US calls for overhaul of deadlocked world trade talks
On the eve of a World Trade Organization conference in Nairobi, US Trade Representative Michael Froman said talks to lower barriers to trade that began in Doha in 2001 have drifted ever since and have little prospect of success.
“Getting it unstuck begins with acknowledging that Doha was designed in a different era, for a different era, and much has changed since,” he wrote in an opinion piece published in the Financial Times. “It is time for the world to free itself from the strictures of Doha.”
The trade talks that began in Doha have been riven by a rich-poor split.
They never recovered from a collapse in negotiations in Geneva in 2008, notably because of a dispute over a provision that allows developing countries to erect protective import tariffs on farm goods.
“Now, some emerging markets are the biggest providers of agricultural subsidies but would be exempt under Doha from cuts. If you are a poor farmer facing a global market distortion it does not matter where the subsidies causing it came from. Artificial distinctions between developed and emerging economies make no economic sense,” Froman wrote.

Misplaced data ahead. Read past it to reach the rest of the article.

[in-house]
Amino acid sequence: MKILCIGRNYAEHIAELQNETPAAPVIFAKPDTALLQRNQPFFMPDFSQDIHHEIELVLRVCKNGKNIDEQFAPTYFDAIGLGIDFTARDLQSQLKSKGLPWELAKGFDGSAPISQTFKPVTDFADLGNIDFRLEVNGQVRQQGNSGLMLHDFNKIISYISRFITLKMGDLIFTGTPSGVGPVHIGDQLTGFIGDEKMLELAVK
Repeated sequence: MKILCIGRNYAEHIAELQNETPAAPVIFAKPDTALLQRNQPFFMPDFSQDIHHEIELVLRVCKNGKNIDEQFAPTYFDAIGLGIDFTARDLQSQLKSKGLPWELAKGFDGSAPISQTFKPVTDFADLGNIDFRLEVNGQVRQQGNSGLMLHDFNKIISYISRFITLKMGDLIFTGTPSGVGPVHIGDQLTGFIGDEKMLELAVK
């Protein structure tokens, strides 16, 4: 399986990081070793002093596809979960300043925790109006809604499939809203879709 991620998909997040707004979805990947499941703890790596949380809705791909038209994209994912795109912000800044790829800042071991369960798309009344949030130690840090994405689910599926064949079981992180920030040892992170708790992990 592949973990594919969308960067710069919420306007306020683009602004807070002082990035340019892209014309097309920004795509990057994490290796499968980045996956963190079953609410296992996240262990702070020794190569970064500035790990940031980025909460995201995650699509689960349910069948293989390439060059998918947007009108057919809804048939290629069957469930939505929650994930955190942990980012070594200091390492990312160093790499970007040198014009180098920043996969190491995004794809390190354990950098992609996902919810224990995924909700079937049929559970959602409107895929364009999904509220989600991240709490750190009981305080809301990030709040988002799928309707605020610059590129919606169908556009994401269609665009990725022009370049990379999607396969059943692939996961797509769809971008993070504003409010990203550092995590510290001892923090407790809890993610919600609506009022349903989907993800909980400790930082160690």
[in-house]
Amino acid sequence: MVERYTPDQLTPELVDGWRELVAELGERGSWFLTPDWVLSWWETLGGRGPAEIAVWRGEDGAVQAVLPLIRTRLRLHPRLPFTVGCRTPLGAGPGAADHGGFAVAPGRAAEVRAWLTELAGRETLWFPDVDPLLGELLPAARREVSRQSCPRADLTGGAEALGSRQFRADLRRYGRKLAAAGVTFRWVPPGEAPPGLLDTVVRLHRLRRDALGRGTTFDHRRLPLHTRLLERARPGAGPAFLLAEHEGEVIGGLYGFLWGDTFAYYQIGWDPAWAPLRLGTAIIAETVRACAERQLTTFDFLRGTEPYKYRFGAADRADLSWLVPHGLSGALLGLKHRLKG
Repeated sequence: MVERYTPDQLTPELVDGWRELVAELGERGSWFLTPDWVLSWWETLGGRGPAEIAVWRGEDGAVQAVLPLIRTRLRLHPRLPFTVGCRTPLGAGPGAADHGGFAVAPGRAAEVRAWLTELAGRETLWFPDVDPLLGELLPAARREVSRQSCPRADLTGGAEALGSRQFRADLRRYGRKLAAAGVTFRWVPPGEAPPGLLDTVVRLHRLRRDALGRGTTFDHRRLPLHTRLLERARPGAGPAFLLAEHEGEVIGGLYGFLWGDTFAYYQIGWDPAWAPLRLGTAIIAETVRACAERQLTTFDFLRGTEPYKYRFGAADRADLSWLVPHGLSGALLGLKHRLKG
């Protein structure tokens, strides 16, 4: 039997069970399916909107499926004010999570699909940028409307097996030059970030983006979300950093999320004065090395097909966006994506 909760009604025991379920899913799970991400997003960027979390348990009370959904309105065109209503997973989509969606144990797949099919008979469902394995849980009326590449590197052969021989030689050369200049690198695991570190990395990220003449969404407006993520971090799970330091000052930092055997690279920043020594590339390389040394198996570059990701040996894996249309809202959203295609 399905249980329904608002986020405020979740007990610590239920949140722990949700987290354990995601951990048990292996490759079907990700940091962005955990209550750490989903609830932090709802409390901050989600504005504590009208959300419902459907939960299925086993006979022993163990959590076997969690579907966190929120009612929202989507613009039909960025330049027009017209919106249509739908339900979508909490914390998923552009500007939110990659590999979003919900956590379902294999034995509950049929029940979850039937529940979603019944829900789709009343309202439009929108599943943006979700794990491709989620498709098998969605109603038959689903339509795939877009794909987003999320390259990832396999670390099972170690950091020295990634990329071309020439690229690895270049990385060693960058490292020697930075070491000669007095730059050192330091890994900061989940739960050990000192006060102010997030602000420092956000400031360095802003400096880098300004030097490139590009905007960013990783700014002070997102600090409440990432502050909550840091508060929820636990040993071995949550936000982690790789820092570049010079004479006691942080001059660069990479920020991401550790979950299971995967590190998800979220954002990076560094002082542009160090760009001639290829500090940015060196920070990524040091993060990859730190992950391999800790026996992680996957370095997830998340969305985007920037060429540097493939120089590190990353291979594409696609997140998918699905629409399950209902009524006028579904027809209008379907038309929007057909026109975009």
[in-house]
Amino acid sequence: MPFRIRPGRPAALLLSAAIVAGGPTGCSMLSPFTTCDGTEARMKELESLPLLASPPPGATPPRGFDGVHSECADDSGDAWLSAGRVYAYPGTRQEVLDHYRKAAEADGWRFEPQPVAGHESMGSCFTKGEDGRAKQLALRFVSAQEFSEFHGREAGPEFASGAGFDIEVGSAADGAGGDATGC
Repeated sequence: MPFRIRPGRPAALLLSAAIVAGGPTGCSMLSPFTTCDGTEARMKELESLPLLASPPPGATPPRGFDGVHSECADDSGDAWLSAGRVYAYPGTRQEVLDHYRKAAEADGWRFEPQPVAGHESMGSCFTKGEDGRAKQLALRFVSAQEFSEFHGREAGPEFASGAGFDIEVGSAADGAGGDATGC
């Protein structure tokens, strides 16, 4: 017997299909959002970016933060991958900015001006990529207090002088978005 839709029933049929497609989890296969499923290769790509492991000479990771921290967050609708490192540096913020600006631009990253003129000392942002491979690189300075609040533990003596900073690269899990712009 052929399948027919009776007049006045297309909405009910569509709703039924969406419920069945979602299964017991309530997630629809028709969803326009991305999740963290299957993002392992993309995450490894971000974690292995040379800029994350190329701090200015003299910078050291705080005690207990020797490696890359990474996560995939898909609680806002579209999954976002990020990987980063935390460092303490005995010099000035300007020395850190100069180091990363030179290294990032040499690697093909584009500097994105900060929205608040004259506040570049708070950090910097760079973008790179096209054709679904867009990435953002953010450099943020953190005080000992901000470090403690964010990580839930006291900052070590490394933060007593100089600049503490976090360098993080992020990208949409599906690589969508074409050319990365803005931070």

WTO director-general Roberto Azevedo has said one of the pivotal questions facing member nations when they gather in Nairobi is whether or not to carry on negotiating under the current system, with both the United States and Europe believed to be keen for talks to start again from scratch.
The latest WTO annual report says that in 2014 annual exports in goods was worth $18 trillion and trade in services some $4.9 trillion more.
But with global economic growth slowing as China steps down a gear, trade has a more significant role to play in spurring activity, analysts say.
With Doha talks stalled, many countries have pressed ahead with one-on-one or regional trade agreements covering Asia, the Americas, or the Europe-North America pact now under negotiation, all of which threaten to make the WTO irrelevant if the body cannot revive talks on a global scale, they say.